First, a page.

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I love to teach my students about great books and authors – I never grow tired of it because there are endless examples of both!  However, sometimes I notice my students grow weary of the ‘reading and writing’ process and need a little stimulation to create some new energy around this discipline.  I think new technologies such as virtual reality has been a great addition to literature class!

“When Science and Fiction Take Students Into Space”

My current project-based learning (PBL) unit is a collaboration with Earth Science as students learn about space to prepare them for a three-day field trip to Space Camp in Huntsville, AL.  Not only do they study the solar system, but they get to select a planet for colonization. After much research, they not only select a colony location but also determine HOW to build the colony with challenging atmospheres, temperatures, etc. They worked on teams to build models of their colonies, which were put on display at the school.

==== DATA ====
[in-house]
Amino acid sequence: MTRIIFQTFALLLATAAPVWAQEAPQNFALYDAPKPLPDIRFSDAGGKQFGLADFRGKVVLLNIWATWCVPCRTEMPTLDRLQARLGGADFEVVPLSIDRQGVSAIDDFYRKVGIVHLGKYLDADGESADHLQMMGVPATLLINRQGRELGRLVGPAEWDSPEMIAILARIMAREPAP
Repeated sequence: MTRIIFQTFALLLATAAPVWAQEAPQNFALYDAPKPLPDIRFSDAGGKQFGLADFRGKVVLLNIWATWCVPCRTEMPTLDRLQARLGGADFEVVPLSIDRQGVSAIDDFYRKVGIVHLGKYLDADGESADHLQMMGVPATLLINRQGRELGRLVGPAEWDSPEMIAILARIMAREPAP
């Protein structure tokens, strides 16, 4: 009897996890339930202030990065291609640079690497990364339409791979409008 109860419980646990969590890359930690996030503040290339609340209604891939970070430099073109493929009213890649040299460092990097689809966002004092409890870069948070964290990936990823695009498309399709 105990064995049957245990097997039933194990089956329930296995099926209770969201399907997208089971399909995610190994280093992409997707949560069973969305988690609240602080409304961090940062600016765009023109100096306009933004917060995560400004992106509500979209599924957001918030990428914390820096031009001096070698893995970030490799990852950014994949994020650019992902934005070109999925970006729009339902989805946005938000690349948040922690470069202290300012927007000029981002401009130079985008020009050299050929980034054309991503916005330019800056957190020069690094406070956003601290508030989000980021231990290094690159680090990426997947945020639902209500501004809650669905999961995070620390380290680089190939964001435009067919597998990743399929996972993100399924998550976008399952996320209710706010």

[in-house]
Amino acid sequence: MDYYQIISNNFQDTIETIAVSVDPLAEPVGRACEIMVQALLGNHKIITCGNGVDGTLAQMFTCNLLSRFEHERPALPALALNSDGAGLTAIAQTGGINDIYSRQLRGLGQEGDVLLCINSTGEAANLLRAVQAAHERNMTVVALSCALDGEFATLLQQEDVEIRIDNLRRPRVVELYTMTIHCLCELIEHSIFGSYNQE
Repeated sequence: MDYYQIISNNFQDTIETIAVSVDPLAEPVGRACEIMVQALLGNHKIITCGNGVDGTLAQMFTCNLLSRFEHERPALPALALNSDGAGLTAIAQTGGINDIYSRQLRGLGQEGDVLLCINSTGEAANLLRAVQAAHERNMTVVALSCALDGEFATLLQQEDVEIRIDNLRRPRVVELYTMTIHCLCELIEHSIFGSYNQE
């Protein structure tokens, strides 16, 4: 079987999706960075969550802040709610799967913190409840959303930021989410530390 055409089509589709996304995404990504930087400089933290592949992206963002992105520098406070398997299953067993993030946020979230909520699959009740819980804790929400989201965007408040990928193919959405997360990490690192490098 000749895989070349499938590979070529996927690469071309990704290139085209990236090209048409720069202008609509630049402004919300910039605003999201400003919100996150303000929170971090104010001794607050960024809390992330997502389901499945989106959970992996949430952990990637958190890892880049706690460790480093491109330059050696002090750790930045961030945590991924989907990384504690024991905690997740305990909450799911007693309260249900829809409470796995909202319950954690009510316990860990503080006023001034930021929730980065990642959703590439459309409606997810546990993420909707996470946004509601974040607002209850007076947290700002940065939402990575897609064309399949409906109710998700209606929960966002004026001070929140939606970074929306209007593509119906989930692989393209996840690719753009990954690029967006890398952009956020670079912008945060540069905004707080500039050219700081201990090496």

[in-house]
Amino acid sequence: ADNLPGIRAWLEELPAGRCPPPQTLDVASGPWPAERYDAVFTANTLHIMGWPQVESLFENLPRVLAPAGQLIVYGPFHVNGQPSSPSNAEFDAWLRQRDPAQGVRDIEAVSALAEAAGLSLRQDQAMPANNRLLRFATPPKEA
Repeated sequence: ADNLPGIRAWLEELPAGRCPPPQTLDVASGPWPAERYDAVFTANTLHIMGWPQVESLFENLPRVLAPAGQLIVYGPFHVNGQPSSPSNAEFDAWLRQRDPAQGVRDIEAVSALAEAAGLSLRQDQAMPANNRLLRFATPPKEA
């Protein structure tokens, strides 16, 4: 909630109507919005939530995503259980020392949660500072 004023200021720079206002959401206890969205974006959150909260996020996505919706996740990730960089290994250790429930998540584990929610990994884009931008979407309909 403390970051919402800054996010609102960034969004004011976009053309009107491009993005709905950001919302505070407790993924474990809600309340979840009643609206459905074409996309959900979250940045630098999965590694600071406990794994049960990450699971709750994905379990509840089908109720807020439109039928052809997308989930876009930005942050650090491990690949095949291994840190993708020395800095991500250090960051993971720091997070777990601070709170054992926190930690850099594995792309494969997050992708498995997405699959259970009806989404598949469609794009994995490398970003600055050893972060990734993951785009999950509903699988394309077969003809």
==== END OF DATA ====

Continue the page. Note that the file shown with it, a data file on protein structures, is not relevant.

As a complement to these science learning outcomes, my literature class investigated science fiction focusing on space.  While I get to show them classic stories from Isaac Asimov and H.G. Wells, this unit was enhanced with experiential learning using the above-mentioned colony models and virtual reality! (See pictures above)

The students loved exploring Mars, the Moon, and other celestial bodies! They were excited to be walking at the location of their colonies, and I used this stimulation to prepare them to write their own science fiction stories!  They now could describe a setting using their own experiences instead of just words in their heads!

I really love to teach students to explore their imagination through books and media, but 3D displays and virtual reality were very powerful motivators in the classroom.  What more could a teacher ask for?